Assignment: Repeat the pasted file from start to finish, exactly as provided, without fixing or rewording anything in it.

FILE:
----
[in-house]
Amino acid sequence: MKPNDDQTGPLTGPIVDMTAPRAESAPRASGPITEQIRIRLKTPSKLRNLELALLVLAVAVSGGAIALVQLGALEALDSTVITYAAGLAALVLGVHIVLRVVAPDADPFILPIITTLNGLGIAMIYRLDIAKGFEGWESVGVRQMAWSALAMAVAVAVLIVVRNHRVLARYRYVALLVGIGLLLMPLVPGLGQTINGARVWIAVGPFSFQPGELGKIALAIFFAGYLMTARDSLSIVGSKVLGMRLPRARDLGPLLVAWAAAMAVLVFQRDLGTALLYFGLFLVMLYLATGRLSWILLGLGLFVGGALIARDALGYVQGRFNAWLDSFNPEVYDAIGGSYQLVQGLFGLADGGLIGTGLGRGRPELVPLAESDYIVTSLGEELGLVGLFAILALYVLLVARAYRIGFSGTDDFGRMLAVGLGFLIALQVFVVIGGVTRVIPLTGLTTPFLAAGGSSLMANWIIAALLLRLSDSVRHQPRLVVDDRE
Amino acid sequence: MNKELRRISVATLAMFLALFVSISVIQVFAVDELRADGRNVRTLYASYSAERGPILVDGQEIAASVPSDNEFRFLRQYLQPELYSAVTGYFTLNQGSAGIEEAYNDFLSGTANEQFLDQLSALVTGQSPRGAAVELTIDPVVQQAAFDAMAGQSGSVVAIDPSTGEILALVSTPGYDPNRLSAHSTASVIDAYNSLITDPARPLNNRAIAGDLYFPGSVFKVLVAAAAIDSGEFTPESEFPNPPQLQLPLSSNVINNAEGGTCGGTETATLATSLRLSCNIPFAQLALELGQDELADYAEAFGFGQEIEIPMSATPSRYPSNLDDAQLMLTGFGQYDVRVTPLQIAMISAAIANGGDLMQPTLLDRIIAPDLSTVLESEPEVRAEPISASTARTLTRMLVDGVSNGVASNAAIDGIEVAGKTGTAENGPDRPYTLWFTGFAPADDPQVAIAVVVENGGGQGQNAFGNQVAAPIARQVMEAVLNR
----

[in-house]
Amino acid sequence: MKPNDDQTGPLTGPIVDMTAPRAESAPRASGPITEQIRIRLKTPSKLRNLELALLVLAVAVSGGAIALVQLGALEALDSTVITYAAGLAALVLGVHIVLRVVAPDADPFILPIITTLNGLGIAMIYRLDIAKGFEGWESVGVRQMAWSALAMAVAVAVLIVVRNHRVLARYRYVALLVGIGLLLMPLVPGLGQTINGARVWIAVGPFSFQPGELGKIALAIFFAGYLMTARDSLSIVGSKVLGMRLPRARDLGPLLVAWAAAMAVLVFQRDLGTALLYFGLFLVMLYLATGRLSWILLGLGLFVGGALIARDALGYVQGRFNAWLDSFNPEVYDAIGGSYQLVQGLFGLADGGLIGTGLGRGRPELVPLAESDYIVTSLGEELGLVGLFAILALYVLLVARAYRIGFSGTDDFGRMLAVGLGFLIALQVFVVIGGVTRVIPLTGLTTPFLAAGGSSLMANWIIAALLLRLSDSVRHQPRLVVDDRE
Amino acid sequence: MNKELRRISVATLAMFLALFVSISVIQVFAVDELRADGRNVRTLYASYSAERGPILVDGQEIAASVPSDNEFRFLRQYLQPELYSAVTGYFTLNQGSAGIEEAYNDFLSGTANEQFLDQLSALVTGQSPRGAAVELTIDPVVQQAAFDAMAGQSGSVVAIDPSTGEILALVSTPGYDPNRLSAHSTASVIDAYNSLITDPARPLNNRAIAGDLYFPGSVFKVLVAAAAIDSGEFTPESEFPNPPQLQLPLSSNVINNAEGGTCGGTETATLATSLRLSCNIPFAQLALELGQDELADYAEAFGFGQEIEIPMSATPSRYPSNLDDAQLMLTGFGQYDVRVTPLQIAMISAAIANGGDLMQPTLLDRIIAPDLSTVLESEPEVRAEPISASTARTLTRMLVDGVSNGVASNAAIDGIEVAGKTGTAENGPDRPYTLWFTGFAPADDPQVAIAVVVENGGGQGQNAFGNQVAAPIARQVMEAVLNR